Slide39 l.jpg

Approaching a black hole hole

Falling into a black hole

Circling around a black hole

Note the distortion of star images!



Slide41 l.jpg

t hole 0 = 1 sec

t > 1 sec

Time dilation

As measured by a distant observer, clocks slow down when approaching a massive object. Time slows down infinitely when approaching Rs!


Slide42 l.jpg

1 hole

Frequency  =

Period of oscillations

Increase in time intervalsmeans decrease in frequency:

Gravitational redshift!


Slide43 l.jpg

Gravitational redshift hole

Photons always travel at the speed of light, but they lose energy when traveling out of a gravitational field and appear to be redder to an external observer. The stronger the gravitational field, the more energy the photons lose because of this gravitational redshift. The extreme case is a black hole where photons from radius Rs lose all their energy.


Slide44 l.jpg

Schwarzschild radius: event horizon for a nonrotating body hole

No signals can reach an outside observer from inside the event horizon! This is a point-of-no-return for everything that crosses it.

  • No stationary observers

  • below the horizon

  • You are dragged into a

  • singularity

  • We experience similar

  • drag due to expansion

  • of space


Slide45 l.jpg

Tidal forces and contraction of space squeeze and stretch the astronaut. Lateral pressure is 100 atm at a distance of 100 Rs from the event horizon

  • Longitudinal stretching

  • Circumferential contraction


Slide46 l.jpg

Orbiting a black hole the astronaut. Lateral pressure is 100 atm at a distance of 100 R

and firing a probe

Diving into a black hole


Slide48 l.jpg

Black holes in the Universe the astronaut. Lateral pressure is 100 atm at a distance of 100 R

  • Formation of galaxies

  • Collapse of massive stars

  • Early Universe?

How to find the object that does not emit any radiation?

By its effect on nearby objects!

Accretion of surrounding matter onto black holes generates huge amount of heat and radiation


The galactic center l.jpg
The Galactic Center the astronaut. Lateral pressure is 100 atm at a distance of 100 R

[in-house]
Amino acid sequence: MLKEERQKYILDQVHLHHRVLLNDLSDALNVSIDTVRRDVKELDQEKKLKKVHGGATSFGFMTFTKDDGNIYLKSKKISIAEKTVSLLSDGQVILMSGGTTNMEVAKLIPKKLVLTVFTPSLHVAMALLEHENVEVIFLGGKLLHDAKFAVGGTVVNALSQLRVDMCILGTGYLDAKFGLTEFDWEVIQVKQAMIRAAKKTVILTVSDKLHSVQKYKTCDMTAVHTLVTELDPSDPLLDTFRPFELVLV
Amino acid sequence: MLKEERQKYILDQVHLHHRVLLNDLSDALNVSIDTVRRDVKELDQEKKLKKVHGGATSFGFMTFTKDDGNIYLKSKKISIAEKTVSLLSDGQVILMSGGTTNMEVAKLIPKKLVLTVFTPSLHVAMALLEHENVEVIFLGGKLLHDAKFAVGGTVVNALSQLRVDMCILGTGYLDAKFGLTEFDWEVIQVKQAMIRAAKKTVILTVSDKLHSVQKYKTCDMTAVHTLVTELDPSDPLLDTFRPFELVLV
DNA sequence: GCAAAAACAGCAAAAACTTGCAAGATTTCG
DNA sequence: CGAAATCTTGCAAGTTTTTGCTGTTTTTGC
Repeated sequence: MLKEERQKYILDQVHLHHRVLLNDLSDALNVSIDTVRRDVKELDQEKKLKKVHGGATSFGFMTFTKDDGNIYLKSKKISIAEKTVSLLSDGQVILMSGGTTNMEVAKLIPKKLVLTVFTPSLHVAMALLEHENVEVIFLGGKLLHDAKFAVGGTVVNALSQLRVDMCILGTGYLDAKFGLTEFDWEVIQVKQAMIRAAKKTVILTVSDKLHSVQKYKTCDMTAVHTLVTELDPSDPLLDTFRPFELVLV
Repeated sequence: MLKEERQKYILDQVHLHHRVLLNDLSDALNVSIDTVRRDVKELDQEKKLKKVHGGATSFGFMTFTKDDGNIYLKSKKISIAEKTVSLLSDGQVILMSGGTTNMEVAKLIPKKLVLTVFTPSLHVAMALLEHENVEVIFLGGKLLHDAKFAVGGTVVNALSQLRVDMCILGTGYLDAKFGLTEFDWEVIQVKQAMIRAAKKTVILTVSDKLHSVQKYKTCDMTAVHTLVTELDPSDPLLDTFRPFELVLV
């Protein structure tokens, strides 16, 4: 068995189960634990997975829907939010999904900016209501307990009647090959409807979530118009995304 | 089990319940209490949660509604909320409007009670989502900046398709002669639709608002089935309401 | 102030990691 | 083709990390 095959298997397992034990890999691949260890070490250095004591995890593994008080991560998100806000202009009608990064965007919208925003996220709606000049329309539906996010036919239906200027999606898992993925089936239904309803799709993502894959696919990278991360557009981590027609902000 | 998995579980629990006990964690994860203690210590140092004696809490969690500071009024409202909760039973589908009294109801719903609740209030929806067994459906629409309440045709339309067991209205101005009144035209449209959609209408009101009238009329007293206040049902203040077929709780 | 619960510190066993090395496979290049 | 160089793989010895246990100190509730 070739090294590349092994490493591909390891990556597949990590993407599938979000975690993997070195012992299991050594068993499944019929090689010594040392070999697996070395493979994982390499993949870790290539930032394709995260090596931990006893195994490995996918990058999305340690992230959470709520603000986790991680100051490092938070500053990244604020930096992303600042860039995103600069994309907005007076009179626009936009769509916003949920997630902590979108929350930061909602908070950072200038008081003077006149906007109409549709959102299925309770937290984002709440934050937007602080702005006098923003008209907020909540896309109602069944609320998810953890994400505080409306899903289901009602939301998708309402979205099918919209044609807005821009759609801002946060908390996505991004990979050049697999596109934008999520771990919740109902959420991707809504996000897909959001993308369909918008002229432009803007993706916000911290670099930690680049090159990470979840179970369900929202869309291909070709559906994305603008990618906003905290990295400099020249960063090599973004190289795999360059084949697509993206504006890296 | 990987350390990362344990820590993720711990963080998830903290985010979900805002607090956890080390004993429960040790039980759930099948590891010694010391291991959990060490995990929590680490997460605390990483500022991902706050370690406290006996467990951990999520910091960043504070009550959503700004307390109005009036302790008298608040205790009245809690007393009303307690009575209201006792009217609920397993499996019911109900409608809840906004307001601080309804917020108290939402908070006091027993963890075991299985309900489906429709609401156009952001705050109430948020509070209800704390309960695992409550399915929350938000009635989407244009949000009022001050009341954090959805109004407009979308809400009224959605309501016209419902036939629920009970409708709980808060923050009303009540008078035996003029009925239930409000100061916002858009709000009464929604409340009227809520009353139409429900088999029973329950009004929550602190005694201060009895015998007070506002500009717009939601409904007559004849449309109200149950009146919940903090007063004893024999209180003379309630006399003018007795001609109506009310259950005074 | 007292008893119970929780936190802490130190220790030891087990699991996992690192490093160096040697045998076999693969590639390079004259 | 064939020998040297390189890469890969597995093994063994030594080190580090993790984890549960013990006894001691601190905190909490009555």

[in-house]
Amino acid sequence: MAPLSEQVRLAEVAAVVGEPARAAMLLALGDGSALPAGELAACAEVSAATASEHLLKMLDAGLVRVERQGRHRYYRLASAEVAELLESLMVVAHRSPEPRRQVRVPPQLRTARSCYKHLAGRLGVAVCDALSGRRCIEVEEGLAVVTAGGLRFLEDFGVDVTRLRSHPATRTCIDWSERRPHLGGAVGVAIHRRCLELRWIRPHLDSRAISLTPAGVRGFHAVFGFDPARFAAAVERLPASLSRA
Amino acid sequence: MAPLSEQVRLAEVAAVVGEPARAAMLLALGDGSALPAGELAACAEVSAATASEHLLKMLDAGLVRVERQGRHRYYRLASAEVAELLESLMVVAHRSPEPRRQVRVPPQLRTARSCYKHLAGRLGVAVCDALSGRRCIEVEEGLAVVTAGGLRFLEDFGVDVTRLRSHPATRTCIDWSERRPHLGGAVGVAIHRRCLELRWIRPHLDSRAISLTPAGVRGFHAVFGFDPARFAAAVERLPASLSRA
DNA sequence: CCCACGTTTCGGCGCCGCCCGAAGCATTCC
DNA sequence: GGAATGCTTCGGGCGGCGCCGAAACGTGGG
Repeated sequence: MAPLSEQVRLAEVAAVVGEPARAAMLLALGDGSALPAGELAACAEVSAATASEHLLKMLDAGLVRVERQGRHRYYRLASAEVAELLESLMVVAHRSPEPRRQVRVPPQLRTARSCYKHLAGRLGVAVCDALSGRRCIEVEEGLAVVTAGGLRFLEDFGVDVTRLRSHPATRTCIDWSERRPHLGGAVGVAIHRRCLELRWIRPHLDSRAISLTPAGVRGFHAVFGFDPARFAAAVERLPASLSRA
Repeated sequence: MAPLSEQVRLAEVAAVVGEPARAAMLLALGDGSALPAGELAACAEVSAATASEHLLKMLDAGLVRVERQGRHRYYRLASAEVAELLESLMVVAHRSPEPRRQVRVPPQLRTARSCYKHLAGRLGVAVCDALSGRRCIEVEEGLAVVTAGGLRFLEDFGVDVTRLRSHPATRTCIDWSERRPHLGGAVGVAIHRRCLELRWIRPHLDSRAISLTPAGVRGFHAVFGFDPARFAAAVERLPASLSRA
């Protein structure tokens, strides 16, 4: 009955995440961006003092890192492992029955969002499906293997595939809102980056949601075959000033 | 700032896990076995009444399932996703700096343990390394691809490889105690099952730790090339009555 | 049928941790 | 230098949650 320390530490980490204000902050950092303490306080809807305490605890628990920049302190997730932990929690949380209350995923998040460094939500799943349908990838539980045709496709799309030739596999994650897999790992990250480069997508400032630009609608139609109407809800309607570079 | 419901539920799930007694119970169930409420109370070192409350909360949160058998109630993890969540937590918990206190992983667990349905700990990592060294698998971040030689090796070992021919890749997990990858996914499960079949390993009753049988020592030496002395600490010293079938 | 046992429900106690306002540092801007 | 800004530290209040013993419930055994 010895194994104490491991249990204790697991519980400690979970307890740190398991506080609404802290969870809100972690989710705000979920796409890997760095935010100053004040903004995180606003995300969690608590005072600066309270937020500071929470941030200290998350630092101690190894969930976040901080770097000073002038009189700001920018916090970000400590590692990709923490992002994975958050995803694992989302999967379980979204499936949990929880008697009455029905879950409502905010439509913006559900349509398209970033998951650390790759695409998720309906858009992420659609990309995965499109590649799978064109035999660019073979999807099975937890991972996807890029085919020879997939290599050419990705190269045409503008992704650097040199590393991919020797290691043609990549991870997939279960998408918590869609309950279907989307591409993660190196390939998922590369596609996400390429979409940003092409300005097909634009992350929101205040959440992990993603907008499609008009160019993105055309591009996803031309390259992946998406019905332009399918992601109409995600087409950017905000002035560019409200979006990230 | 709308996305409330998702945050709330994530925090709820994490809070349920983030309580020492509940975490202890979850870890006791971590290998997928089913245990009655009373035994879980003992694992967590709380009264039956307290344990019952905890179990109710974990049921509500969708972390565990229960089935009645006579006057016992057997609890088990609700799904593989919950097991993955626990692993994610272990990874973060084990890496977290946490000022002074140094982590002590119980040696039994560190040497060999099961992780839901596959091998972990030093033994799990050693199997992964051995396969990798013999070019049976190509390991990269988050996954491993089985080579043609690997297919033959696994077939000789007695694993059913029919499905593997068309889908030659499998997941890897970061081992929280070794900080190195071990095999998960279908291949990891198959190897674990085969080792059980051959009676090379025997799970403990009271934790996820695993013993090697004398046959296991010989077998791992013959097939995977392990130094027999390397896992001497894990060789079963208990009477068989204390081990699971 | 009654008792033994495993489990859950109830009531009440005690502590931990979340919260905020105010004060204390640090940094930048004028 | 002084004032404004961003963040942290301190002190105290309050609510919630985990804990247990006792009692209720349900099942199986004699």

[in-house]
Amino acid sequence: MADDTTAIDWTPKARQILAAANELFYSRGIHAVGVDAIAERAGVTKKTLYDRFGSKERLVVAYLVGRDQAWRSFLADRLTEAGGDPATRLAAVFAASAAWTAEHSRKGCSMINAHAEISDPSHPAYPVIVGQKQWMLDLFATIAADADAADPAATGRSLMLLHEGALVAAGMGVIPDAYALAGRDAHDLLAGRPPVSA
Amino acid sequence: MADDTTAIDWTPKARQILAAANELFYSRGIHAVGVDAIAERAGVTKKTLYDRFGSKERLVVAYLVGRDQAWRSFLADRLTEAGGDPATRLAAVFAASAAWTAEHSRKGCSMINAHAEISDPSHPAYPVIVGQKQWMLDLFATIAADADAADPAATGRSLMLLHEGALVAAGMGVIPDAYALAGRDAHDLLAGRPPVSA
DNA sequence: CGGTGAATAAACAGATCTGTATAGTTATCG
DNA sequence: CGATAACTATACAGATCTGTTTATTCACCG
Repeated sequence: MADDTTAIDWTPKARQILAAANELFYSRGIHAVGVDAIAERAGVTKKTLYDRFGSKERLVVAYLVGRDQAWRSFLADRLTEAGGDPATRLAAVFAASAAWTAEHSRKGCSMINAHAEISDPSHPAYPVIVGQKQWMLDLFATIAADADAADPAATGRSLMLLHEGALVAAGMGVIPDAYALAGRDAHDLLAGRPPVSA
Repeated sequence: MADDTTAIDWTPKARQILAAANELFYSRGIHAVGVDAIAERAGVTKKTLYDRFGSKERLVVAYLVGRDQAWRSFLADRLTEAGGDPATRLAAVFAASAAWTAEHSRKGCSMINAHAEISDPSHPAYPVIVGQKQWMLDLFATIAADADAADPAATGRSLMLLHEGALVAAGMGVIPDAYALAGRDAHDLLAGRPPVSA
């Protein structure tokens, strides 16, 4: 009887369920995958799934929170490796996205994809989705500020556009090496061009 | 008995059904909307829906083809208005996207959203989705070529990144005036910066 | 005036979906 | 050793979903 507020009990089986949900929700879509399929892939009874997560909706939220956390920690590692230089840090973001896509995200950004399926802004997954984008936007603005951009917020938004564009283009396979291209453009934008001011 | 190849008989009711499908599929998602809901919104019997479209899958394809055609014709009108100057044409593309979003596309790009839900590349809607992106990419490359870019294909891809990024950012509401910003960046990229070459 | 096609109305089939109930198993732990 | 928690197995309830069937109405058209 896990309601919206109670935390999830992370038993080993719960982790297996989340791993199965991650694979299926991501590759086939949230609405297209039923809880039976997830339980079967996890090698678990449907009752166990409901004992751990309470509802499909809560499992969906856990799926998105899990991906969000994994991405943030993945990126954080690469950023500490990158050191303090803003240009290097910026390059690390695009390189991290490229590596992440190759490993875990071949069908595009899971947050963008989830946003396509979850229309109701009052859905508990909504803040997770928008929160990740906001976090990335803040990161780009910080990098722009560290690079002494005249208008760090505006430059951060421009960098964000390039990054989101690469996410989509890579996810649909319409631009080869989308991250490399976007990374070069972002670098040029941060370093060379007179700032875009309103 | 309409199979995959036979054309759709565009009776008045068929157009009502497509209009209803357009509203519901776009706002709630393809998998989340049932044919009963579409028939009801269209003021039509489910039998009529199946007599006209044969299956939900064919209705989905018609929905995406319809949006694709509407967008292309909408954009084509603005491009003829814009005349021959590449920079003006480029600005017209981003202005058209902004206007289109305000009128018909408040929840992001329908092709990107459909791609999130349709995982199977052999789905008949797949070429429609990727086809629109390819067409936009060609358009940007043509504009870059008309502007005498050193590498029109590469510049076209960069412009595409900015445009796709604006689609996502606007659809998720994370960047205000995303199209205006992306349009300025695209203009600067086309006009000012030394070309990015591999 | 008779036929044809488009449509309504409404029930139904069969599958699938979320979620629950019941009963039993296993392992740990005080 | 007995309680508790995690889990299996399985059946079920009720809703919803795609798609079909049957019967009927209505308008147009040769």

Our view (in visible light) towards the galactic center (GC) is heavily obscured by gas and dust

Extinction by 30 magnitudes

 Only 1 out of 1012 optical photons makes its way from the GC towards Earth!

Galactic center

Wide-angle optical view of the GC region


Slide52 l.jpg

If one looks at this region with big telescopes and near-infrared cameras one can see lots of stars. If one takes pictures every year it seems that some stars are moving very fast (up to 1500 kilometers per second). The fastest stars are in the very center - the position marked by the radio nucleus Sagittarius A* (cross).

Distance between stars is less that 0.01 pc


A black hole at the center of our galaxy l.jpg
A Black Hole at the Center of Our Galaxy near-infrared cameras one can see lots of stars. If one takes pictures every year it seems that some stars are moving very fast (up to 1500 kilometers per second). The fastest stars are in the very center - the position marked by the radio nucleus Sagittarius A* (cross).

By following the orbits of individual stars near the center of the Milky Way, the mass of the central black hole could be determined to ~ 2.6 million solar masses




Slide56 l.jpg

Cores of many other galaxies show compact objects in the centers and accretion disks with possible black holes


Slide57 l.jpg

“All hope abandon, ye who enter here” centers and accretion disks with possible black holes

Dante

Second scenario of black-hole formation:

Death of massive stars